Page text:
And I should mention that Les and Carl are raising money in memory of their friends Dickie and Baxi, and that Denise is supporting Cancer Research UK (I don’t have the link to hand, but will find it). Good luck to them all.

We had arranged to have lunch at a place just after Bents Garden Centre, near Glazebury (31.7 miles). The route there from the Village Green Tea Room was slightly lumpy, and there was a short hill around the 20-mile mark where I fell into conversation with a gentleman who was riding a brand-new blue Pinarello Dogma F. This is one of the bikes to end all bikes. It was released last year, and the man, who works at (or owns) a bicycle shop in Ormskirk, explained carefully that he bought it at last year’s price. This means it must have cost about £12k. I was pleased that he was puffing almost as much as I was going up the hill, so I don’t yet feel the need to invest in such a machine myself!

The Pinarello is immediately behind Rob’s head

The guy stopped with me at the top of the hill where Rob had parked the van, but after discussing his machine with other members of the group he disappeared.

On we went down the hill for lunch, at the excellent Halls Victorian Sweetshop and Tea Room. I was feeling a bit gastrically challenged, so didn’t have anything to eat, and indeed as I write, at 21:49, I still feel a bit ropey. I hope I’m alright tomorrow!

Anyway, the rest of the ride was pretty uneventful. I went slowly enough that I arrived at a respectable 4:30 pm, and it was nice to ride slowly enough to look around me properly. That poem by William Henry Davies, of which everyone knows the first two lines, occurred to me:

What is this life if, full of care,
We have no time to stand and stare.

I had never, until now, read the whole of the poem and (speaking as a scientist and not a poet) I must say that there is something of the schoolboy about it, with its repetition and its relentless iambic tetramers. Oh well—I expect I am in a minority (maybe of one). Reading about Davies has at least inspired me to read his autobiography, Diary of a Super-tramp, which looks pretty interesting, even if it did inspire the name of the eponymous prog-rock turned pop music combo (think The Logical Song and Dreamer).

Moving on! Eventually, after a short climb, I arrived at the Wall Hill Farm Guest House and went to my room. Rob had already kindly put my bags inside. We were to have dinner in a nearby restaurant, but it was closed (Covid) and the gang went off instead to the Hanging Gate while I nursed my stomach. Better tomorrow I hope!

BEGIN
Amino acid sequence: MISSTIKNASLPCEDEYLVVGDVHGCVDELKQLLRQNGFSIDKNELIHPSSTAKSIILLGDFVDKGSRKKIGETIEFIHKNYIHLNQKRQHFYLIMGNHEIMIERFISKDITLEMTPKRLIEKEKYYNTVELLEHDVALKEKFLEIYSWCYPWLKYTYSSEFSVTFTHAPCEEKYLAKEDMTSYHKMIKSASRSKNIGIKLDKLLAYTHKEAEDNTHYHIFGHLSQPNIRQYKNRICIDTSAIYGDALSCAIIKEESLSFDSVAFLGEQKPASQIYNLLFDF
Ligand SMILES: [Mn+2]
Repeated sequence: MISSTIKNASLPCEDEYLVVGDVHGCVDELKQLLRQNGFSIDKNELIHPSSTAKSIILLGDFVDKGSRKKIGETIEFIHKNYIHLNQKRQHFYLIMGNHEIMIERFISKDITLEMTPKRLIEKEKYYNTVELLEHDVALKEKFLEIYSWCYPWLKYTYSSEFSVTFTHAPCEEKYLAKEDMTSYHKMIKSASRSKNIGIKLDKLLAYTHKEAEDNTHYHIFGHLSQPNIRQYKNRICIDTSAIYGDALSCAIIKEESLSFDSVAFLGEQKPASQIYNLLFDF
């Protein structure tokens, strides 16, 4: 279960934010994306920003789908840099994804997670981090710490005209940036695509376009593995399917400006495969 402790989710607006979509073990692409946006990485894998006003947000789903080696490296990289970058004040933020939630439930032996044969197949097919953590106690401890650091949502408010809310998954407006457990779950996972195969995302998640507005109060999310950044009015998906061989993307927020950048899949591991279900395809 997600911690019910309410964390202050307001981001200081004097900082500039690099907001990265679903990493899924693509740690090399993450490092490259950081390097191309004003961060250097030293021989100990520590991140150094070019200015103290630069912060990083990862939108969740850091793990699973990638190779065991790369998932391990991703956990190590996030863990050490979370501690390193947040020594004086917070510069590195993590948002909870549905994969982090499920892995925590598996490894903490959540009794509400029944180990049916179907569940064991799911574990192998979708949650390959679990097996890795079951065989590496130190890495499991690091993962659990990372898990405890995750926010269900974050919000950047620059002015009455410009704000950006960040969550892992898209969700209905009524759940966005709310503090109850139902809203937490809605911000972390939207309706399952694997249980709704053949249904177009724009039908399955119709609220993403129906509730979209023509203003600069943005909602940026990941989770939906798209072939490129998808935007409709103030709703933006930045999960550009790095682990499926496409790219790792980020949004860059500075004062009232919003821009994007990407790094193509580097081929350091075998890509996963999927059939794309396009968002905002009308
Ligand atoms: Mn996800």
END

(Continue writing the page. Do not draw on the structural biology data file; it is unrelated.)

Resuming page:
Here are my stats:

Today’s route

We travelled just 53.1 miles, and ascended 2,946 feet, so this was a feeble effort compared with yesterday. My weighted average power was 111 Watts, my average speed was 12.3 mph, and my maximum speed was 35.0 mph. And I only used 1,409 calories today. It’s tougher tomorrow, so I hope I have a good breakfast!

Day 8—Ravenstonedale to Mellor

The gang met as usual at breakfast today, and Rob gave his introduction to the day’s ride, with warnings of road conditions, ideas of where to eat, sights we might wish to see, and any nuances of the route. There was a sense of foreboding: Andy had described this as the ‘Queen stage’, Rob as the hardest of all the stages we were to do, and I remembered that it was pretty tough in the other direction four years ago. And it was harder than four years ago, because it was ten miles longer: the usual hotel in Clitheroe wasn’t available, so we were to go further, to Mellor. In retrospect I thought Rob and I could have been a little more upbeat, channeling our inner Henry V at Agincourt: there was a lot of climbing, true, but we were cycling through some beautiful country, and those of us who outlived this day would certainly stand a tip-toe whenever JOGLE was discussed. But in the end we all had stomach for the fight, and off we went.

I left first, to maximise my chances of arriving before 5:00. I was surprised that no one caught me for a while, so I took a few photos along the way. It was pretty desolate, but quite beautiful. At this point it was what we cyclists call ‘lumpy’, but there were no really scary climbs.

As I went on, the ride entered North Yorkshire, as a sign made very clear (there was no such climb indicating that we had left Yorkshire, I must say). Around this time I was caught by Amardeep, Carl, Les, Jamie and James, but I managed briefly to get ahead of them and take photos of them climbing a 15% slope. I was interested to see their pain faces, but they seemed remarkably unaffected! Here are John in orange and Les in yellow.